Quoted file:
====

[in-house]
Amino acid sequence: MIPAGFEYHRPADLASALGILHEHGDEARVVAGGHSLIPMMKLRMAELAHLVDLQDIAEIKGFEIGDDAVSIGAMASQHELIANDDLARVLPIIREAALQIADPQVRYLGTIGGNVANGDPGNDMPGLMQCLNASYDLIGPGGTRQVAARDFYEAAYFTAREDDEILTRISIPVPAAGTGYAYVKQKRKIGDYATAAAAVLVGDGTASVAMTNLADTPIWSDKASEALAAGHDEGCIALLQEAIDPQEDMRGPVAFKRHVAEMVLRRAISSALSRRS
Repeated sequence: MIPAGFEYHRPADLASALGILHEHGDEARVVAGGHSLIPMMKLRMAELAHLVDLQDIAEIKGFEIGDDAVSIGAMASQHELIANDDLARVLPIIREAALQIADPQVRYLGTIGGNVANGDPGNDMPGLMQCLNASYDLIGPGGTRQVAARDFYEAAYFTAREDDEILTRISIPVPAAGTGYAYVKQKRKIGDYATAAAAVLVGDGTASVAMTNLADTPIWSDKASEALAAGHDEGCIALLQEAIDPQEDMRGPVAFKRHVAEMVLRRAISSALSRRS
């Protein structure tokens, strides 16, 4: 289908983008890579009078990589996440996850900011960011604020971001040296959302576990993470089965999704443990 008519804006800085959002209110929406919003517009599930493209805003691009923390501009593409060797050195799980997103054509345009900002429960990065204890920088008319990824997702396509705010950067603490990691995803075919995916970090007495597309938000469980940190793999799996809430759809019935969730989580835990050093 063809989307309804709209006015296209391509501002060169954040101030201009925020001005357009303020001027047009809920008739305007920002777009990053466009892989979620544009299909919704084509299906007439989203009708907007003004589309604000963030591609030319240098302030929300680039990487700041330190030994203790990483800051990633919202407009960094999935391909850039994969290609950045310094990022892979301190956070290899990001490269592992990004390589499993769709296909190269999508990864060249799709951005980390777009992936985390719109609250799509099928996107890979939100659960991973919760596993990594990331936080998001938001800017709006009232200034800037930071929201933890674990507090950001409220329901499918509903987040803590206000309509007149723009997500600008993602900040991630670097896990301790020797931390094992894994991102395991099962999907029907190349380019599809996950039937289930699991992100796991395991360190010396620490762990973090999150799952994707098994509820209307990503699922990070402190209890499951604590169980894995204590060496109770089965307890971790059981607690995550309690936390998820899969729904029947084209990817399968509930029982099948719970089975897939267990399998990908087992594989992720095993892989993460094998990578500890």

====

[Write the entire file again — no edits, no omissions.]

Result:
[in-house]
Amino acid sequence: MIPAGFEYHRPADLASALGILHEHGDEARVVAGGHSLIPMMKLRMAELAHLVDLQDIAEIKGFEIGDDAVSIGAMASQHELIANDDLARVLPIIREAALQIADPQVRYLGTIGGNVANGDPGNDMPGLMQCLNASYDLIGPGGTRQVAARDFYEAAYFTAREDDEILTRISIPVPAAGTGYAYVKQKRKIGDYATAAAAVLVGDGTASVAMTNLADTPIWSDKASEALAAGHDEGCIALLQEAIDPQEDMRGPVAFKRHVAEMVLRRAISSALSRRS
Repeated sequence: MIPAGFEYHRPADLASALGILHEHGDEARVVAGGHSLIPMMKLRMAELAHLVDLQDIAEIKGFEIGDDAVSIGAMASQHELIANDDLARVLPIIREAALQIADPQVRYLGTIGGNVANGDPGNDMPGLMQCLNASYDLIGPGGTRQVAARDFYEAAYFTAREDDEILTRISIPVPAAGTGYAYVKQKRKIGDYATAAAAVLVGDGTASVAMTNLADTPIWSDKASEALAAGHDEGCIALLQEAIDPQEDMRGPVAFKRHVAEMVLRRAISSALSRRS
């Protein structure tokens, strides 16, 4: 289908983008890579009078990589996440996850900011960011604020971001040296959302576990993470089965999704443990 008519804006800085959002209110929406919003517009599930493209805003691009923390501009593409060797050195799980997103054509345009900002429960990065204890920088008319990824997702396509705010950067603490990691995803075919995916970090007495597309938000469980940190793999799996809430759809019935969730989580835990050093 063809989307309804709209006015296209391509501002060169954040101030201009925020001005357009303020001027047009809920008739305007920002777009990053466009892989979620544009299909919704084509299906007439989203009708907007003004589309604000963030591609030319240098302030929300680039990487700041330190030994203790990483800051990633919202407009960094999935391909850039994969290609950045310094990022892979301190956070290899990001490269592992990004390589499993769709296909190269999508990864060249799709951005980390777009992936985390719109609250799509099928996107890979939100659960991973919760596993990594990331936080998001938001800017709006009232200034800037930071929201933890674990507090950001409220329901499918509903987040803590206000309509007149723009997500600008993602900040991630670097896990301790020797931390094992894994991102395991099962999907029907190349380019599809996950039937289930699991992100796991395991360190010396620490762990973090999150799952994707098994509820209307990503699922990070402190209890499951604590169980894995204590060496109770089965307890971790059981607690995550309690936390998820899969729904029947084209990817399968509930029982099948719970089975897939267990399998990908087992594989992720095993892989993460094998990578500890």